Harley-Davidson idles 5,400 workers
By EMILY FREDRIX
Some 5,400 Harley-Davidson Inc. workers are out of work this week as the motorcycle maker cuts production because of falling sales.
The Milwaukee-based company announced in September it would shut down production at plants in Wisconsin, Kansas City, Mo., and York, Pa., this week as part of a planned cut in production.
A shorter layoff is better than a long one, said Frank Larkin, a spokesman for the International Association of Machinists and Aerospace Workers, which represents workers at Harley-Davidson plants. At least workers were able to prepare for it, he said.
"We were informed early on this was being proposed and we were able to relate to our members they would need to begin planning financially for one week without a paycheck," he said.
Employees will still receive benefits during the week, he said.
Harley-Davidson spokesman Bob Klein said the plant in York, Pa., the company's largest, has 2,800 workers idled this week.
There are about 1,750 workers idled in Wisconsin at power-train operations in Wauwatosa and Menomonee Falls and another in Tomahawk. The Kansas City, Mo., plant has 850 workers idled.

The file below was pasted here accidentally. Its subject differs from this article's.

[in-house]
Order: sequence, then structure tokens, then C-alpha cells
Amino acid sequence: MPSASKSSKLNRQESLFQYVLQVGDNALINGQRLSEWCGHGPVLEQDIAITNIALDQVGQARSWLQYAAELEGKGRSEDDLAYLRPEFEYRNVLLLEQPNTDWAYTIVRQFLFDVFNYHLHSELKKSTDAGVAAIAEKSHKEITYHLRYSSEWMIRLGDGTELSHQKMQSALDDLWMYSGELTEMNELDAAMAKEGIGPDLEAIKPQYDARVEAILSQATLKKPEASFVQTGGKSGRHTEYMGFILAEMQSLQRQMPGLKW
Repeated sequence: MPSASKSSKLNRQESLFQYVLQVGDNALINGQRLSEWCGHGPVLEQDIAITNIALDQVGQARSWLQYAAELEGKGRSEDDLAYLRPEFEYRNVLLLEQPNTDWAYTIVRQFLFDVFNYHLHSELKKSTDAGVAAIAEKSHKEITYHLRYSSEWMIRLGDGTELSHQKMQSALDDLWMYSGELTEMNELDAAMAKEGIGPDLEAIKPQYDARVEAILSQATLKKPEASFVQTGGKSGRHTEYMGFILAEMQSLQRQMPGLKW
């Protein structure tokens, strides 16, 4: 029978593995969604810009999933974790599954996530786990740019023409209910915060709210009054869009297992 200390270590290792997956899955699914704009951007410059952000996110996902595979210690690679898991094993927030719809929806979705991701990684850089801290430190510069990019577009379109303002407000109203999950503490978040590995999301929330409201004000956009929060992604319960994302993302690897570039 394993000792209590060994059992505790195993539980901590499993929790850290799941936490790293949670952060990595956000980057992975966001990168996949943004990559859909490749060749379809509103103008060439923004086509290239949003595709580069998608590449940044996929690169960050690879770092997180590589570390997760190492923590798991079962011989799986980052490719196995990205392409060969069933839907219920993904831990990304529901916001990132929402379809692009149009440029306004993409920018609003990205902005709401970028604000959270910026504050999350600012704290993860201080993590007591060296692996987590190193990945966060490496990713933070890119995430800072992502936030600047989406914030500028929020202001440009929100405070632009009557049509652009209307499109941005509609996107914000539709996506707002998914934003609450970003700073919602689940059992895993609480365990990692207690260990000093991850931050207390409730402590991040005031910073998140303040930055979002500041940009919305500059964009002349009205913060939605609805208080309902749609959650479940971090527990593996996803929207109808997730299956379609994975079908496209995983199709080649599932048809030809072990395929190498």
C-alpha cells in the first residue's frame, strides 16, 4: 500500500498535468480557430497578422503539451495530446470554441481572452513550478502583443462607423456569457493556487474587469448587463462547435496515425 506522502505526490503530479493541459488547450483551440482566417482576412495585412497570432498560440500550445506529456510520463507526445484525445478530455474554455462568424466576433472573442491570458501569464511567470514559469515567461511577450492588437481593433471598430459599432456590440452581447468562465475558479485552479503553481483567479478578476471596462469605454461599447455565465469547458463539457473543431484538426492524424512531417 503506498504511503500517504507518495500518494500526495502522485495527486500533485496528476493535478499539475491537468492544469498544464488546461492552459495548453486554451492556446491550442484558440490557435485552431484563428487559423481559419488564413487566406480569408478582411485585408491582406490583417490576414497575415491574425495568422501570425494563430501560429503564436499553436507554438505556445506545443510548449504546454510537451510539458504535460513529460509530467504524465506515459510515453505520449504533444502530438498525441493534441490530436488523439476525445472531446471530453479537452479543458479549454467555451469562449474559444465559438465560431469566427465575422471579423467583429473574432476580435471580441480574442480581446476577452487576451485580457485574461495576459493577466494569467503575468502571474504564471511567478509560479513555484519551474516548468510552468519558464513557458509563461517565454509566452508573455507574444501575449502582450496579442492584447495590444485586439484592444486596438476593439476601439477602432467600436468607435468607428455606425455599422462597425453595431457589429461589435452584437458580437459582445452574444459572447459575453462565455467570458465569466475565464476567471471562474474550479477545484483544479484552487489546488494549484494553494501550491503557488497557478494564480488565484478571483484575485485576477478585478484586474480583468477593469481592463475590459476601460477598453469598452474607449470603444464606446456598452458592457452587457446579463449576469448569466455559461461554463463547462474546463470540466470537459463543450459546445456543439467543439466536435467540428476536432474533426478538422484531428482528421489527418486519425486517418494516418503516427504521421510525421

Workers in Pennsylvania weren't phased by the shutdown, said Tom Boger, the business representative for the International Association of Machinists and Aerospace Workers Local 175 union. He said it was short and they had time to prepare.
"People seem to be OK with it," he said. "It seems to be just no problem."
Boger also said the shutdown was well-timed to go with the start of deer hunting season in Pennsylvania, meaning workers wouldn't have to take days off to hunt.
Last month, Harley-Davidson reported its third-quarter profit fell 15.3 percent amid a continued sluggish U.S. market for motorcycles. The company said it expects next year to be difficult, too, as domestic buyers become more cautious about their spending given rising oil prices and slumping home sales.
The company cut bike shipments and earnings expectations in September. Shipments were down 10.8 percent to 86,535 units in the most recent three-month period.
Harley-Davidson expects full-year shipments to be between 328,000 and 332,000 units, down from 349,196 units last year.
Shares of Harley-Davidson fell 8 cents, or 0.17 percent, to $46.45 on Monday.